To kill a conversation, tell people you’re a history nut. Generally, their eyes glaze over. I don’t know why I am so attracted to ye olde days. I certainly wouldn’t want to live without modern medicines and conveniences, but history it is in my writing—both fiction and non-fiction.
When I wrote my two murder mysteries, I set them back a mere twenty-five years to avoid what I call “the cop-out” of using computers and cell phones to ferret out clues. I’ve noticed a lot of writers are doing that now. My first historical fiction book, A Feather for a Fan, took me to Tacoma in the 1870s, and I had the fun of reading local newspapers from the period, striving for accuracy. I’ve read so many old newspapers, magazines, and memoirs, I’m really critical when reading today’s historical fiction. That being said, if it is well-written, I will read anything and try to pick up helpful tidbits. The one exception is Sci-fi. I don’t like it and have never seen Star Wars. How’s that for being a total Luddite? The closest I come to the genre is a good ghost story, and even they “harken back” to another time. Sadly, that genre seems to be out of favor.
Villains are fun but it is important to give them some good traits; even serial killer Ted Bundy worked on a suicide hotline. Mrs. Danvers in the book and movie, Rebecca was wonderful. I love, when she’s talking to the second wife: “You're overwrought, madam. I've opened a window for you. A little air will do you good.” Yikes! It’s a second story window.
My heroines are mostly me, which doesn’t always work out well. Andy Rooney on 60 Minutes was one of my heroes because he was plain talking. Unfortunately, I’ve been known to make my women sound like him—a bit cynical. Like author Gil McNeil, I put most of my sarcasm in inner dialogue, but it’s something of which I’m always aware.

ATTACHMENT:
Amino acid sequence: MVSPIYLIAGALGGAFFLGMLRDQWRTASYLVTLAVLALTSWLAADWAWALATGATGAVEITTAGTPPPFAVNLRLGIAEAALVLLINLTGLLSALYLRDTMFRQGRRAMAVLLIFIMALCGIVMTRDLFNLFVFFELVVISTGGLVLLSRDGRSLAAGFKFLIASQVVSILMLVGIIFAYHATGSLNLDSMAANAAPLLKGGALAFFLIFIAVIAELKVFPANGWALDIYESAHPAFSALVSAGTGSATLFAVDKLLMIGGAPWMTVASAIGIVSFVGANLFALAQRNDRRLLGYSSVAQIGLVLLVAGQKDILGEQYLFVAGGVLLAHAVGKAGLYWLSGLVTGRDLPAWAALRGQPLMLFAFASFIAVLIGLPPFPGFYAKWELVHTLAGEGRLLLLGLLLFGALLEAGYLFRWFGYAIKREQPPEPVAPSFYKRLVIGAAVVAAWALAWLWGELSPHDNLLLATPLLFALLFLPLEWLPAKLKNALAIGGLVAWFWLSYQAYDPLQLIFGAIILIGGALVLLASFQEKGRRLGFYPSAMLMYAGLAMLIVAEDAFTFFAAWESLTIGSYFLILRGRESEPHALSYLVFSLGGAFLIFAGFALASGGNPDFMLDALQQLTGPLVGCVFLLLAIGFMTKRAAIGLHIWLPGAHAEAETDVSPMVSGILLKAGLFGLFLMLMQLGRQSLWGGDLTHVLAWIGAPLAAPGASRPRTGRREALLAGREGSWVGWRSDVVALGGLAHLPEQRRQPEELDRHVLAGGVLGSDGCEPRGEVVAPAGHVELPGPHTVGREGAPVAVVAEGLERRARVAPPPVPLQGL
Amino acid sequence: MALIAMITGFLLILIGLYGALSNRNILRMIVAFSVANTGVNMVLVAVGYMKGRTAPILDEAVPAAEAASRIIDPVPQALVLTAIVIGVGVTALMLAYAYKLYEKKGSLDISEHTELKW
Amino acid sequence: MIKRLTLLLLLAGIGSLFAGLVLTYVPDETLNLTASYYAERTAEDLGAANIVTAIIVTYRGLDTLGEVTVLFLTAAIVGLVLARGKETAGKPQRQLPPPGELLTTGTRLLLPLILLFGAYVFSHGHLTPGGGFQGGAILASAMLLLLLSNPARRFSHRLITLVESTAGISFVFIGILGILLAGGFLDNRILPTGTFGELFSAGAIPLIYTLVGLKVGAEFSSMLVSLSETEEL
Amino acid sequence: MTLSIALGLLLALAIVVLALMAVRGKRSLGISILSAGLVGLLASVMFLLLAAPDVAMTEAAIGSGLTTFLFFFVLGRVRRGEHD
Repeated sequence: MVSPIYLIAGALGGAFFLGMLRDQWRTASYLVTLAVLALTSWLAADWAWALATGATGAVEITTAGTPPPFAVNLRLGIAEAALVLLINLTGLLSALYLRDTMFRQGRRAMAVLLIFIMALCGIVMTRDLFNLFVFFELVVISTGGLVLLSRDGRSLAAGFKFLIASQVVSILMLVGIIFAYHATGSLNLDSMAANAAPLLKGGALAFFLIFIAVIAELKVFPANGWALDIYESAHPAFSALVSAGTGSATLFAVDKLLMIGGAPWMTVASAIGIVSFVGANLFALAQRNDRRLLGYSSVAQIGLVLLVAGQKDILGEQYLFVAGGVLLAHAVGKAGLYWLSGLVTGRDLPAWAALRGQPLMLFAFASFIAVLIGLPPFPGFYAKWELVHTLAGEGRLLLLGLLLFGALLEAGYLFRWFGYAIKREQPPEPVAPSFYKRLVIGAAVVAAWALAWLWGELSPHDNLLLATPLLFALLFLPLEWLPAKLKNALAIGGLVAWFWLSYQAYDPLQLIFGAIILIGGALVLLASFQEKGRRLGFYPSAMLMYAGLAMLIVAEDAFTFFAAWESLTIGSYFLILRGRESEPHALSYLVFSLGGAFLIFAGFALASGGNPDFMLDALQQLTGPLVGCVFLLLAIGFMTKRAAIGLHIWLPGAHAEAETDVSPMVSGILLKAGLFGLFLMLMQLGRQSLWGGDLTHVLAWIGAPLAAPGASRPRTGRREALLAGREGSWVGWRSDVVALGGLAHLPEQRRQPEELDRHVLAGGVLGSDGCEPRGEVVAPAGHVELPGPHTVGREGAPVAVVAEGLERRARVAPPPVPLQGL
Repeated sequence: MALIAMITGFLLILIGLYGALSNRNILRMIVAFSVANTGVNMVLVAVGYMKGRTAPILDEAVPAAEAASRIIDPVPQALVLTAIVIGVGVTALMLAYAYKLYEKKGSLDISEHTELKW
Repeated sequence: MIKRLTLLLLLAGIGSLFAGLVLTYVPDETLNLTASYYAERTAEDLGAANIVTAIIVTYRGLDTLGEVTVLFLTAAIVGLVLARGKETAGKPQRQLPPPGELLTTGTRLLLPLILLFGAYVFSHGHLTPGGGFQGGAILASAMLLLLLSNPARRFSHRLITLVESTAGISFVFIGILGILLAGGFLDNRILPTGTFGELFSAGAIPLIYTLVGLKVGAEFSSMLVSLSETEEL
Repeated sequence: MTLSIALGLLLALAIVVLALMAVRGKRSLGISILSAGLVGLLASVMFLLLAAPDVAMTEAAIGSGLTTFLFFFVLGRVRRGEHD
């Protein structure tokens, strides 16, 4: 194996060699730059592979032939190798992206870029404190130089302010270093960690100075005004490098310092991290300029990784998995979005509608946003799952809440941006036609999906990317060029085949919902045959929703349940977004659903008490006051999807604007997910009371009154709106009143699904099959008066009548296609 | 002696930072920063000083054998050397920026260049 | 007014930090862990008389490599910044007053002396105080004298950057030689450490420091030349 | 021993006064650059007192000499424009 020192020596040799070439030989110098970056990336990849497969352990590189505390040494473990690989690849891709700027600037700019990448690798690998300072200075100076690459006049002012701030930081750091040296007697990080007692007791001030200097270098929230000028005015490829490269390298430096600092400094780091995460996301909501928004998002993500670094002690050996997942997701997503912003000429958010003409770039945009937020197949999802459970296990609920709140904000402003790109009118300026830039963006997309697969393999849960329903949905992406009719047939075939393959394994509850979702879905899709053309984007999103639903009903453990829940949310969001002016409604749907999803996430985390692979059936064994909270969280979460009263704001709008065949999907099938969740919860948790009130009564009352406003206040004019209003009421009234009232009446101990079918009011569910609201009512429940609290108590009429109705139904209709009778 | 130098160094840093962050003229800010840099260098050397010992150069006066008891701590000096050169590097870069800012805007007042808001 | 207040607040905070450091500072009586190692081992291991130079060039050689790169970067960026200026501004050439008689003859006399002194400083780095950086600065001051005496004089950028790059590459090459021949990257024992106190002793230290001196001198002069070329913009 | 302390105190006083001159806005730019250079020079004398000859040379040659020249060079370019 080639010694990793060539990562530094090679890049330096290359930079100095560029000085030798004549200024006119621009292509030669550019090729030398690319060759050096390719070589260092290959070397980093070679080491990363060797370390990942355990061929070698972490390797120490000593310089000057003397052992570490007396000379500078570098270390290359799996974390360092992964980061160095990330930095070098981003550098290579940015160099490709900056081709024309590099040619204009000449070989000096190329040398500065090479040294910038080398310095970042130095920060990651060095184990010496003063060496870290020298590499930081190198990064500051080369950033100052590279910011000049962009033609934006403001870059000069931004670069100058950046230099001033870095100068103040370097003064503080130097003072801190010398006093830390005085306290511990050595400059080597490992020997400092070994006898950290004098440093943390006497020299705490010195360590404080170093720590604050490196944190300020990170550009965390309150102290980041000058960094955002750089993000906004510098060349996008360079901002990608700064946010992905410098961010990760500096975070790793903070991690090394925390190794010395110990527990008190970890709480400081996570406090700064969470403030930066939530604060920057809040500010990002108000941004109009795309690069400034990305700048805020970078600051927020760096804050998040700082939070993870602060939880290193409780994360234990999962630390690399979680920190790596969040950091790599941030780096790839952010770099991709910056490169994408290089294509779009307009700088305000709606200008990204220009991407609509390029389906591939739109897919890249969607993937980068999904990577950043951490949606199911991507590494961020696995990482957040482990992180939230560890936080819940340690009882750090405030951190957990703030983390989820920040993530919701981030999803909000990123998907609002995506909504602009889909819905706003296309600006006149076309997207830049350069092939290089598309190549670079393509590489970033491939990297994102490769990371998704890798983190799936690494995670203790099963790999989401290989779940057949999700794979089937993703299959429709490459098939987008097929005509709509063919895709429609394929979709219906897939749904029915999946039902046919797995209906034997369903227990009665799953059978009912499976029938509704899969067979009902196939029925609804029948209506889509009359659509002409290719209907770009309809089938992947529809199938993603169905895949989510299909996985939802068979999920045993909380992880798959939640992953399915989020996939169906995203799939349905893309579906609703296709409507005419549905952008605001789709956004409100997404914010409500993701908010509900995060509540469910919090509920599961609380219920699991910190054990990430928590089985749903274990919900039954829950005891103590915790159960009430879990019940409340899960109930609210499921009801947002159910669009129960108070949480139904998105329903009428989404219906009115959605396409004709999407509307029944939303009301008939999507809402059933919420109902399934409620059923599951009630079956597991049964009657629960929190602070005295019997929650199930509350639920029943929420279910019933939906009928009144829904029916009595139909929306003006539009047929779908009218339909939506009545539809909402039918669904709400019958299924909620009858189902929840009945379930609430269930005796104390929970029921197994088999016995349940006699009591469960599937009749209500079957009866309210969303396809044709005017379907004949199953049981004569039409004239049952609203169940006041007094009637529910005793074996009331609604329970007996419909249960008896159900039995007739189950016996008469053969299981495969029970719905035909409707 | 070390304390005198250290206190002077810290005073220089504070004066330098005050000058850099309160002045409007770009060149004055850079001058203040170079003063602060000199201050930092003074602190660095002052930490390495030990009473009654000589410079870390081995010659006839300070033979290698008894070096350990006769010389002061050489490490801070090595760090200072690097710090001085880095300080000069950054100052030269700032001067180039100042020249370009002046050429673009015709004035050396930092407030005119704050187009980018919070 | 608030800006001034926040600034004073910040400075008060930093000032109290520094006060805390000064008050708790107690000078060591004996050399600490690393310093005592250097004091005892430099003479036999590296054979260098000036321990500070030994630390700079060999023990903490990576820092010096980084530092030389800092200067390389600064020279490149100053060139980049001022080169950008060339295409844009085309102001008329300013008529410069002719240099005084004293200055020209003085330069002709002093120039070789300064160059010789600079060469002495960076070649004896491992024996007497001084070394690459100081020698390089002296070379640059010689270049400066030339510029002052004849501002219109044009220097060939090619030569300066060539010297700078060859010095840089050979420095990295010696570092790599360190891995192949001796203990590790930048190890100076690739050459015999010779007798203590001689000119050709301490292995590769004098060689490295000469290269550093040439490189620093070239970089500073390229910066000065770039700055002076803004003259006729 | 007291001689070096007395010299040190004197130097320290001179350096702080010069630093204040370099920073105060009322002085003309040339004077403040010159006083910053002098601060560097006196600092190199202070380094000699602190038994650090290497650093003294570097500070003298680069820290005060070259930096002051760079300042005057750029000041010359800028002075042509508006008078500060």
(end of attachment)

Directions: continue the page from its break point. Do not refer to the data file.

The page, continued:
In one of the Anne of Green Gables book, Anne is writing a story to enter in a competition. She tells her neighbor, Mr. Harrison, about the story, saying her heroine isn’t very unmanageable. The Mr. Harrison doesn’t understand and probably most non-writers don’t know that our characters quickly take on their own personalities, and manipulating them isn’t always easy. A friend of mine who is a Tarot card reader read the cards for the protagonist, Mercedes, in my first murder mystery, Murder on the Line, and nailed the way Mercedes was emerging, but the description wasn’t how I had envisioned her.
A Feather for a Fan came out just before Christmas. The heroine is a young girl, the hero is a teenage boy who is part French and part Native American, and the villains are distances and time. I’m working on the sequel and the villain is a smuggler—much more traditional.
I have a blog on Blogspot, a website on weebly, and a Twitter account but no time to keep them up. I’m always available on Facebook under my name, Karla Stover (that’s pretty easy). The disadvantage to writing is that it is a lonely occupation, so I’m always glad to hear from someone.